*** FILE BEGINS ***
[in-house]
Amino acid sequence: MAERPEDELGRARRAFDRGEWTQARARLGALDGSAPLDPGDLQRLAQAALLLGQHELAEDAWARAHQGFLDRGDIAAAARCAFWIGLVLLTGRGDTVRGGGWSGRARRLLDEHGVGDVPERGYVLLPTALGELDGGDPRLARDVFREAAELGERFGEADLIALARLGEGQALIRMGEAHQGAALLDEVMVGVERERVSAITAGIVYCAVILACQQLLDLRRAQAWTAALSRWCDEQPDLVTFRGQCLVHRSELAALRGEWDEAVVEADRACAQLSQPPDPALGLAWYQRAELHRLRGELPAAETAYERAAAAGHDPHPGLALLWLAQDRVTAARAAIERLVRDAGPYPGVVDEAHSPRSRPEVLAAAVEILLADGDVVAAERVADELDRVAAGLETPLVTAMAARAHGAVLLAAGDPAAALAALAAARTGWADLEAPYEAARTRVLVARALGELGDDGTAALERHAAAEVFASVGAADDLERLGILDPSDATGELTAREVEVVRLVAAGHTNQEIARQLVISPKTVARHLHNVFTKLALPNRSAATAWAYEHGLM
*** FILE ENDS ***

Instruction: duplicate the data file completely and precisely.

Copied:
[in-house]
Amino acid sequence: MAERPEDELGRARRAFDRGEWTQARARLGALDGSAPLDPGDLQRLAQAALLLGQHELAEDAWARAHQGFLDRGDIAAAARCAFWIGLVLLTGRGDTVRGGGWSGRARRLLDEHGVGDVPERGYVLLPTALGELDGGDPRLARDVFREAAELGERFGEADLIALARLGEGQALIRMGEAHQGAALLDEVMVGVERERVSAITAGIVYCAVILACQQLLDLRRAQAWTAALSRWCDEQPDLVTFRGQCLVHRSELAALRGEWDEAVVEADRACAQLSQPPDPALGLAWYQRAELHRLRGELPAAETAYERAAAAGHDPHPGLALLWLAQDRVTAARAAIERLVRDAGPYPGVVDEAHSPRSRPEVLAAAVEILLADGDVVAAERVADELDRVAAGLETPLVTAMAARAHGAVLLAAGDPAAALAALAAARTGWADLEAPYEAARTRVLVARALGELGDDGTAALERHAAAEVFASVGAADDLERLGILDPSDATGELTAREVEVVRLVAAGHTNQEIARQLVISPKTVARHLHNVFTKLALPNRSAATAWAYEHGLM